A Textbook Study in Moral Equivalence

For some years now the Israeli government has been monitoring the Palestinian educational system and media and decrying the relentless, vicious propaganda against Jews in general and Israel in particular. It has tried to call the world’s attention to the egregious duplicity of a purported partner for peace who daily indoctrinates a generation of children to become martyrs for jihadist terror.

Yet the world has shown little interest in the true face of its international cause célèbre. Until this week, that is, when a group of academics released a study on the subject — though the findings were not exactly what one might have hoped.

The study turned out to be the latest adventure in moral equivalence. Conducted by a team of American, Israeli and Palestinian researchers, it claims that both educational systems are at fault, largely presenting one-sided narratives of the conflict between the two peoples and tending to ignore the existence of the other side. Just two peoples caught up almost inextricably in a “conflict narrative.” In other words, everybody is guilty — and nobody is guilty.

The results are dramatically at odds with the abundantly-available evidence of a one-sided situation; of anti-Israel Palestinian propaganda, totally unlike anything which can be found in Israel regarding Arabs.

In a detailed 21-page response, Israel’s Ministry of Strategic Affairs dismissed the research as “biased, unprofessional and profoundly unobjective,” challenging the study’s methodology, as well as its claim to U.S. government sponsorship.

“The study omits important examples of incitement and delegitimization of Israelis and Jews in official Palestinian Authority textbooks, whether in an intentional attempt to blur the differences between the two educational systems, or due to poor research,” the response said.

In their search for moral equivalence, the researchers offered examples of Israeli and Palestinian “negative descriptions” of the other side. For example, they equated Israeli texts which mentioned pogroms and terrorist attacks against Jews with PA texts describing Zionism and the founding of the state of Israel as illegitimate.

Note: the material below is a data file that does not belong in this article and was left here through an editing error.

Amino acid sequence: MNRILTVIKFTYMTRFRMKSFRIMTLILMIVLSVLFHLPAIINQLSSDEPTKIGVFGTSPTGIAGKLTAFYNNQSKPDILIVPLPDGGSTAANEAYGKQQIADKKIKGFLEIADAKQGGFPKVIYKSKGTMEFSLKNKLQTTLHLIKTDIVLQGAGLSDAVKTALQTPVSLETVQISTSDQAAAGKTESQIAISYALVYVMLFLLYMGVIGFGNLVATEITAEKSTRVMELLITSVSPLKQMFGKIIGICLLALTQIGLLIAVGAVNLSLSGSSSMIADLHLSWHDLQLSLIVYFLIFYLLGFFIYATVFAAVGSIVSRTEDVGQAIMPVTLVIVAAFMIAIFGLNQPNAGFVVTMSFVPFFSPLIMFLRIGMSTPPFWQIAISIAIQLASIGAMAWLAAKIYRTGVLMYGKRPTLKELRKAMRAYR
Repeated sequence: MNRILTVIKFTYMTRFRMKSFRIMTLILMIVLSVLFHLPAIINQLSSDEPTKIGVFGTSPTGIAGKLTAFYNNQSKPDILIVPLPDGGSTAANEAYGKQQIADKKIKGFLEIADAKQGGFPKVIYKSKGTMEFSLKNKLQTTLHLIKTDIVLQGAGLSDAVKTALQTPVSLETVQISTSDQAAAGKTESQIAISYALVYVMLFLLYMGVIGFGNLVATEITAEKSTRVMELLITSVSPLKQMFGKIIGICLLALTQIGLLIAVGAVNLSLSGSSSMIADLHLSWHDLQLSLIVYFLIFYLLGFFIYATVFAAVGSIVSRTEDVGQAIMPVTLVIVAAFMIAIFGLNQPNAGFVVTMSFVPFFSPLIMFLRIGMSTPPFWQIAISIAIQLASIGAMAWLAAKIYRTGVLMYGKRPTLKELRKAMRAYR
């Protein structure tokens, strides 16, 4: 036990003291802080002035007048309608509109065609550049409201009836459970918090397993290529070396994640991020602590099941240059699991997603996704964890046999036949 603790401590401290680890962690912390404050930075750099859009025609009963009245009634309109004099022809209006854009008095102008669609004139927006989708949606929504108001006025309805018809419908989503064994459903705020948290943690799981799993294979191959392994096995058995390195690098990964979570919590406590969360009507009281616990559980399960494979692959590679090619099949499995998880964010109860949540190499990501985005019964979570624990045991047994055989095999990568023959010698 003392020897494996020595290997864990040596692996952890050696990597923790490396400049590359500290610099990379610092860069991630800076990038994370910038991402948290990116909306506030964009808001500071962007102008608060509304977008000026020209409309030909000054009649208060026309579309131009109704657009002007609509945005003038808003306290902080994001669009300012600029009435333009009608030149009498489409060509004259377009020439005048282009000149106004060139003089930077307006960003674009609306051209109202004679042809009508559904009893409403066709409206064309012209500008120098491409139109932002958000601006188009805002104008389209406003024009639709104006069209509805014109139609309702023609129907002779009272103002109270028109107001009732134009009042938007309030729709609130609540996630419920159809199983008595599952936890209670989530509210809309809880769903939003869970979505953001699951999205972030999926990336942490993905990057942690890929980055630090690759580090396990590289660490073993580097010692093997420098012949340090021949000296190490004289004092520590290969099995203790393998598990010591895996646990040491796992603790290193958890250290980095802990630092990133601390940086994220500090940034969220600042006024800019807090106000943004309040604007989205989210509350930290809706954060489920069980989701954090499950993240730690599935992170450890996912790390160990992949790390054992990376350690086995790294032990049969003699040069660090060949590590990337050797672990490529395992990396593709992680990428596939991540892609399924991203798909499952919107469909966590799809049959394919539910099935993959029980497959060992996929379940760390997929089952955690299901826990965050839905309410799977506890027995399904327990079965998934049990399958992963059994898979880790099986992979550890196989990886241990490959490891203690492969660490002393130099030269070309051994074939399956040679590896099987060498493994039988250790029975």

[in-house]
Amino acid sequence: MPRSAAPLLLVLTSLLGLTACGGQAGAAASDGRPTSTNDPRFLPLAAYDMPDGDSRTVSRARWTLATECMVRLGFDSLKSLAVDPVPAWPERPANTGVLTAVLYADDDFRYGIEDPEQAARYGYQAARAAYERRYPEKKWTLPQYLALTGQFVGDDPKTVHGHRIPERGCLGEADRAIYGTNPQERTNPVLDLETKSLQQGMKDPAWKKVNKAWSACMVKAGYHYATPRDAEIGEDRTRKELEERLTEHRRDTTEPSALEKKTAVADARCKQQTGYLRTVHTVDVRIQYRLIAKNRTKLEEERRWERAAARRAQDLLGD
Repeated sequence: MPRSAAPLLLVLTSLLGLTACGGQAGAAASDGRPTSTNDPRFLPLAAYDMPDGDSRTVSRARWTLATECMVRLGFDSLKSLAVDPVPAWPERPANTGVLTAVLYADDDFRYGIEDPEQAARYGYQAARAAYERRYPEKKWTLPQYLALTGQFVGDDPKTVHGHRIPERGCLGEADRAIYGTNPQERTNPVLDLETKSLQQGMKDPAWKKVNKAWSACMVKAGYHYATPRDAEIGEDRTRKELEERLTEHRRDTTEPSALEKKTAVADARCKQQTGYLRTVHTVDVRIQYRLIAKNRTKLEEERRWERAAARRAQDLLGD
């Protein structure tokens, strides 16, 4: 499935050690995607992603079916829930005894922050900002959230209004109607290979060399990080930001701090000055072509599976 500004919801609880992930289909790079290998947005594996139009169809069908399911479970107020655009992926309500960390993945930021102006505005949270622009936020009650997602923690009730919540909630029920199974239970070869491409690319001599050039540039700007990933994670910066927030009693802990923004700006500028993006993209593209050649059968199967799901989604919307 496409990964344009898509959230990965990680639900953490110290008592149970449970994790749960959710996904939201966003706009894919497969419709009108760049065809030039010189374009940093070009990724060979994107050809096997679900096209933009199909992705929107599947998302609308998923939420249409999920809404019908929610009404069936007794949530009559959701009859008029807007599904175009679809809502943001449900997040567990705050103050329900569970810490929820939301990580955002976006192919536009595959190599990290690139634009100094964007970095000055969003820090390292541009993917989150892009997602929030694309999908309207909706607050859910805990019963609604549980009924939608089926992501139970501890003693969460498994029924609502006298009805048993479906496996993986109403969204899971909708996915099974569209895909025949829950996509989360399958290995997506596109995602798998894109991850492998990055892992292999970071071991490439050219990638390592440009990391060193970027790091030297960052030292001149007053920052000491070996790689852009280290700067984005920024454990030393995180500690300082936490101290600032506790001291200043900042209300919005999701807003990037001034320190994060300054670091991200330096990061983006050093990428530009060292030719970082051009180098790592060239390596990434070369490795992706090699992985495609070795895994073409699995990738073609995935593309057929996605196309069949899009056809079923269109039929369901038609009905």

And while the Palestinians in their textbooks glorify martyrdom through murderous attacks on Israelis, and the Israelis teach about the martyrs who died in such attacks, the study characterized both as “negative descriptions,” and equally objectionable.

Despite the academics’ claims to impartiality (researchers worked in a kind of double-blind scheme, without knowledge of what their colleagues were finding) the Israeli rebuttal noted that the research was misleadingly selective.

“The study provides a distorted picture… by focusing only on textbooks, [ignoring] official PA educational publications, exams, summer camps, children’s media programs, and cultural events” which “glorify terror and demonize Israelis and Jews.”

It was also revealed that the report’s authors are misleading the public regarding sponsorship and support. “It states that it received funding from the U.S. State Department, creating the impression of official U.S. support for the study. Indeed, both Reuters and The Associated Press accepted that self-description, and headlined the study as ‘U.S.-funded.’”

While the project did receive a State Department grant in 2008, the U.S. government had no involvement in its preparation and has not lent its support to the actual report.

They also assert that it was commissioned by the “Council of the Religious Institutions of the Holy Land,” which obscures the fact that the Israeli Chief Rabbinate retracted its support for the study, along with 5 of the 14 research members — those who had the integrity to withhold their signatures from this shameless pretense of intellectual truth-seeking.

“On both sides, the chief problem is the crime of omission. It’s the absence of a clear, outright recognition of existence and the other side’s right to exist,” said Gershon Baskin, an Israeli member of the study’s scientific advisory panel.

That Israelis are prepared to live side by side with a Palestinian state (provided some show of good faith is made and adequate security guarantees are in place), something which cannot be said about the Palestinians, is beside the point for him. Time and again, Palestinian leaders have refused to recognize Israel’s right to exist — indeed, they openly seek its destruction — yet somehow Baskin and his colleagues find it possible to blame both sides.

There is no law of nature which says that in any given conflict both sides are equally at fault. One side may be right and the other wrong. But if you are committed to a worldview which holds everyone equally guilty, it becomes virtually impossible to acknowledge the disturbing fact that sometimes, as in this case, there exists a moral asymmetry.

Fomenting hatred and violence can be, and often is, a one-way street. The “cycles of violence” so often referred to in the media can be, and often are, started by one side. The refusal to negotiate a peaceful settlement can be, and in this case certainly is, the fault of one side and not the other, despite endless references to an “impasse” in the peace process — as if some impersonal force were blocking the way, as if a tree had fallen across the road, too heavy for anyone to remove.

The report is a textbook study in moral equivalence, which for all its academic posturings has little to do with academic research, and nothing to do with the truth.